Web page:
As fees multiply, fliers alter course
By JENALIA MORENO
April 2, 2010, 11:50PM
Melissa Phillip Chronicle
Airline fees, airport delays and long lines at security checkpoints have changed the way some people travel, and travelers are becoming more creative in how they pack and plan. Webb can't make himself any shorter, but passengers are finding ways to travel lighter. Schoolteacher Jessica Jackson managed to fit all of her belongings in a small carry-on by planning to use hotel shampoo, lotion, hair dryer and iron. And she wore a pair of brown and black heels that matched all of her outfits. “I wasn't used to being a light packer, but you can adjust some things,” said Jackson, who traveled to a two-day conference in Boston recently. “If I can, I avoid paying for baggage when I travel for work.”
Many airlines now charge for pillows, blankets, movies and baggage. Houston's Continental Airlines recently started charging extra for the emergency row seats, with their extra legroom. And in the fall, it will start charging coach passengers for meals during most domestic flights. Such new revenue streams will bring airlines across the globe an extra $58 billion this year, for checking baggage, airport lounge access and booking car rentals, the Centre for Asia Pacific Aviation reported in February. That's 12 percent of total airline revenue and double what airlines collected in ancillary fees in 2001.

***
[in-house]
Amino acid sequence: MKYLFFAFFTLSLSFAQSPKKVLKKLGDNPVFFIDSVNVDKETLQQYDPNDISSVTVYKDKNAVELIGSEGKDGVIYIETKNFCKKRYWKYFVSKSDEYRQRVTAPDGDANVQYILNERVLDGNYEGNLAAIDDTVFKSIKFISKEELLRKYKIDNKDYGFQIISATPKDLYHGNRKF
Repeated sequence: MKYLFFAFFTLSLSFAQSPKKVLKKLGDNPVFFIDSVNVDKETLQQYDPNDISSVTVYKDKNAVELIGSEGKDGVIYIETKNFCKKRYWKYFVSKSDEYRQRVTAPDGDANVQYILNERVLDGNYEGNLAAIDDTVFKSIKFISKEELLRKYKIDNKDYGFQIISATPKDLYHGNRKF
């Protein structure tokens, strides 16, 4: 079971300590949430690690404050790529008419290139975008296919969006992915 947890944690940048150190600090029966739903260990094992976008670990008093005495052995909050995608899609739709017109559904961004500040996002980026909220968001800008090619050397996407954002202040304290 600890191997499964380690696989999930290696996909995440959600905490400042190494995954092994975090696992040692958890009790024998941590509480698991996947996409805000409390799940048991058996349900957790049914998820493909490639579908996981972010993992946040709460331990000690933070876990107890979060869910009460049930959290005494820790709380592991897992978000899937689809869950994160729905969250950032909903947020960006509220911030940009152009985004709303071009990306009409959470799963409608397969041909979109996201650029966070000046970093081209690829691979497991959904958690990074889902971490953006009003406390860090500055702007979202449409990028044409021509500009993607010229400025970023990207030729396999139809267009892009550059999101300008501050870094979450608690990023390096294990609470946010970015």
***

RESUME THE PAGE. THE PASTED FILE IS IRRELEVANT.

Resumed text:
‘Nickeled and dimed'
One bag free
To save money, Banas said, some travelers book vacation rentals with kitchens and washers and dryers instead of traditional hotel rooms. And some are taking another look at transportation alternatives. Peggy Clark and her son recently hauled their luggage and a flat screen television set with them during a trip from Houston to Tucson. Taking that gift to Clark's father for his 80th birthday would have been expensive if the two had flown. Instead, they rode an Amtrak train and avoided the baggage fees and airport hassles, Clark said. “I would definitely do it again,” said Clark, an office manager for a cat veterinarian. “It's kind of nostalgic.”